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Discovering La Donaira

Since opening its doors last year, Finca La Donaira has firmly found its place at the top of many a travel bucket list. An eco-escape with a difference; home to white washed walls, laid back luxury and a refined farm to table ethos, it is little wonder why La Donaira is one of the most talked about hotels in Europe at the moment. Travel expert, Maudie, steps through its doors and into the saddle at Andalucia’s hottest new retreat.

Having spent a few days on Spain’s busy coastline, we drove two hours into the sweeping hills of Andalucia, via an excellent tapas bar in the charming hillside town of Ronda, Elpere Tapas. After pulling into the picture perfect pueblo blanco of El Gastor, we were met by our host, Gloria, outside a traditional tapas bar linked to the property. Our bags were whisked away and put into the farm’s Land Rover and before we knew it, we were leaving our hire car behind and setting off along the long, unassuming driveway to La Donaira. This is all part of the experience at the hotel. There, an organic, sustainable ethos is put first, alongside the aim of leaving as little footprint on the land as possible.

The rolling hills of Andalucia have been described as the Tuscany of Spain; sparsely populated and an excellent growing region for everything from olives to vines. La Donaira’s owner bought the property 10 years ago as a passion project and as a result everything about it is special. Our bedroom tops the list of the most beautiful hotel rooms I’ve ever stayed in, complete with a four-poster bed, a huge copper bathtub and multiple French windows which offered endless views of the countryside. The walls are adorned with incredible art and everywhere you look personal touches give the entire place a discreetly luxurious and homely feel.

Although La Donaira has largely been touted as a luxury retreat for horse lovers (of which I am one), it is as much for foodies and nature enthusiasts. Fabi, the head cook, takes such pride in her farm-to-table dining, focusing primarily on vegetarian food and using ingredients straight from the garden – the organic garden there rivals that at the renowned French Laundry. My husband was especially delighted to see the greens he’d seen picked at 6pm turn up on his plate by 9!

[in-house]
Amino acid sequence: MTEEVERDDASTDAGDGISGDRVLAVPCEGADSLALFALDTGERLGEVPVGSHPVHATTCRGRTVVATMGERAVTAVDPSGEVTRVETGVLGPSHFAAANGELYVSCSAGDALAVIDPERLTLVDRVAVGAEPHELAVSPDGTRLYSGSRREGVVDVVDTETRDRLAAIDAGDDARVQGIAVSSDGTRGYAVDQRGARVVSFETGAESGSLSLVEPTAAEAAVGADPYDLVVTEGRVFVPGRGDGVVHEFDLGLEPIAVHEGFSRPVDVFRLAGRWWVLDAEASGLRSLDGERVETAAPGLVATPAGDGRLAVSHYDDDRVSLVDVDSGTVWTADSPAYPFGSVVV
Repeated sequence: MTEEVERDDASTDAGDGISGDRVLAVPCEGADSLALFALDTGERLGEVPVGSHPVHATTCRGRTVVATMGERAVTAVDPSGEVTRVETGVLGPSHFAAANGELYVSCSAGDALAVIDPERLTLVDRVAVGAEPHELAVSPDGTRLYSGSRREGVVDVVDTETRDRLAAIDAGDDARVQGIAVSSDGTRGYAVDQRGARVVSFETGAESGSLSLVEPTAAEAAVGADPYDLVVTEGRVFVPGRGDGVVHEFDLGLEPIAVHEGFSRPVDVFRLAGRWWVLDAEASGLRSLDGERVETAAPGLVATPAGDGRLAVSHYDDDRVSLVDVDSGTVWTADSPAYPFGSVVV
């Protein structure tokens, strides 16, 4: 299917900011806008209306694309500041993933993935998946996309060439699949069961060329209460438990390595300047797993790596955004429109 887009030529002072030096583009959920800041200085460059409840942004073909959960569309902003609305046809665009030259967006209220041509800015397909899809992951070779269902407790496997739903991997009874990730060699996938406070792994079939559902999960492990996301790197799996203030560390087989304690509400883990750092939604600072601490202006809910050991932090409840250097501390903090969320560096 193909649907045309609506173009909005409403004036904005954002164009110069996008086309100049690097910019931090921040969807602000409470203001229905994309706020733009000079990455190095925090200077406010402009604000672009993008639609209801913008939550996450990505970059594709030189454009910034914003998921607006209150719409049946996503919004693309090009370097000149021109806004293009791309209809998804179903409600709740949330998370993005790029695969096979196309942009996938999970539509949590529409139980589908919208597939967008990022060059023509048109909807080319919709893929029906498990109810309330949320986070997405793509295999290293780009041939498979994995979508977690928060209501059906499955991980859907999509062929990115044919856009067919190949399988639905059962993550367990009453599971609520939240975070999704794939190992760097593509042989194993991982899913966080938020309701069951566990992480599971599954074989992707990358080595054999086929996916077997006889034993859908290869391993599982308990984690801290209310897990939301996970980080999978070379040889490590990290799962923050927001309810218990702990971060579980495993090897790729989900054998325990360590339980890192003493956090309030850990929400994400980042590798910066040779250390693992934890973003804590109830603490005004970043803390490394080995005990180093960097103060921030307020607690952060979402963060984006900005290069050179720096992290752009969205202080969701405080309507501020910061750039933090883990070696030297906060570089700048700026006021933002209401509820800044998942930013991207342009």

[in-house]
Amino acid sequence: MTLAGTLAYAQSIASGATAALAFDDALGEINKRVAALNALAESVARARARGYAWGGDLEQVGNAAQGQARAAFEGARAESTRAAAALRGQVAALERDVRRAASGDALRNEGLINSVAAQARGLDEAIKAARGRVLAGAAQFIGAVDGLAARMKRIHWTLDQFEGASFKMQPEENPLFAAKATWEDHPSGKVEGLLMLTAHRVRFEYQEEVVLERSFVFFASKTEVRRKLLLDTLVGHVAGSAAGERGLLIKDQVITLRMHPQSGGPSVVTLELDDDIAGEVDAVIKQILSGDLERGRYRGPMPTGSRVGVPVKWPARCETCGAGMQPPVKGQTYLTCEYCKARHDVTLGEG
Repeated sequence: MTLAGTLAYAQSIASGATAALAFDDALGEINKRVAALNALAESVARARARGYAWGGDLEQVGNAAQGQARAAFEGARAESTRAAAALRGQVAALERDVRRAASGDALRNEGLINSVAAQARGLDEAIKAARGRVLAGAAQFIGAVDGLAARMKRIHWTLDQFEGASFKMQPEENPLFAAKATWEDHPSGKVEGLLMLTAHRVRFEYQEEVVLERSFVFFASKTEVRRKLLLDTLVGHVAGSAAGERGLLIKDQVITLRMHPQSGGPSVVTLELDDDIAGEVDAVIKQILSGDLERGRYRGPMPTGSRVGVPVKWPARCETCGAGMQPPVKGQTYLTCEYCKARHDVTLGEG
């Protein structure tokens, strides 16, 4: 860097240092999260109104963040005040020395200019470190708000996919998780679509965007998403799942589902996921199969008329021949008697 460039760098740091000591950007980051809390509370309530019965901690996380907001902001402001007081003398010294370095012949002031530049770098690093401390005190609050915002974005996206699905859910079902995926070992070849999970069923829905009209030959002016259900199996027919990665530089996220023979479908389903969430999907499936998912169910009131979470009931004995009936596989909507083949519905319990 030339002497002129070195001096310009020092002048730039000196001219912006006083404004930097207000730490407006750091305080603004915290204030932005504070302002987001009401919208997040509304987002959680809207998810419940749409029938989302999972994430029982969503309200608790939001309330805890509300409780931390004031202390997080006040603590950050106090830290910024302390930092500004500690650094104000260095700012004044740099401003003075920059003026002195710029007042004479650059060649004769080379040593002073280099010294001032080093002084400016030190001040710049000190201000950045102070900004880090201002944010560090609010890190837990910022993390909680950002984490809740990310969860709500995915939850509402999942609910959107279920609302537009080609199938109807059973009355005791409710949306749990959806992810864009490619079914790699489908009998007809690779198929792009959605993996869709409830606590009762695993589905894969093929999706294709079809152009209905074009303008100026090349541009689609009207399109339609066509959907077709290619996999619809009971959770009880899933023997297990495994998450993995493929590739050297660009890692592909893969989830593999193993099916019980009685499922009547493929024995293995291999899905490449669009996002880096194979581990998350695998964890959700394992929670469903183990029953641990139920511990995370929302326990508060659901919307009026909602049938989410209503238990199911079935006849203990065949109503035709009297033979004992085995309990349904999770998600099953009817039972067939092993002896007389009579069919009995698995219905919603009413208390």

The food is of incredible quality and guests can choose from organic wine made at La Donaira or something different from the wine cellar. My two-year old daughter Tiggy was catered for beautifully, she was served home-made breads, pastas and an abundance of fresh fruit. We ate together at breakfast and lunch before all taking a big afternoon siesta and she enjoyed dinner before the adults in the evening. Once she had gone to bed, we enjoyed sitting around the big communal farm table to feast, spending time with the other guests, many of whom we’ve kept in touch with since. One night, we enjoyed a table for two with spectacular views across the flower-strewn hills of the region.

A highlight of our stay was exploring the property’s medicinal gardens, going in search of birds and bees and smelling the very many beautiful flowers and herbs. Tiggy enjoyed pottering about and watering the plants. The garden is the owner’s brother’s pride and joy so a tour is a must. The spring water fed swimming pool and spa was also a hit, benefiting from wall-length windows overlooking the countryside. When we weren’t wandering around the grounds, we were visiting the resident chickens, baby lambs and goats or exploring the grounds with young agricultural students, who told us about the organic farming methods they use and the projects underway there. It takes a big team to keep a place like that running. Whilst I was out riding, my daughter was happy up at the hill top stables with her daddy, watching the dressage riders trotting around the ring and visiting the ‘baby horses’. The stables even have a kitchen stocked with organic apple juice and La Donaira’s signature beer which pleased both father and daughter alike.

I took the opportunity to ride out with Shamus, the resident horse-whisperer and a fountain of knowledge on training horses. One ride took us up to a spectacular look out point over the farm, and another took us to the village of El Gastor, getting into the Andalusian spirit of using a horse as a mode of transport. The Lusitano horse was the first-horse to wear a saddle, they are an incredible breed and La Donaira is home to over 70 of the very best.

La Donaira is more than a hotel, it is like staying in someone’s magnificent home. You’ll get the most out of a stay here if you go with the flow, enjoy meeting fellow travelers, aren’t shy to ask for anything you need or want to do and are inquisitive. It’s a work in progress, with farm-to-table cooking classes constantly coming onto the menu and ambitious wine producing projects being introduced all the time. It’s a special kind of place with a beautiful vision that stays with you long after you’ve checked out. I am already plotting when I can return for a weekend escape with friends to see what’s new on the menu.

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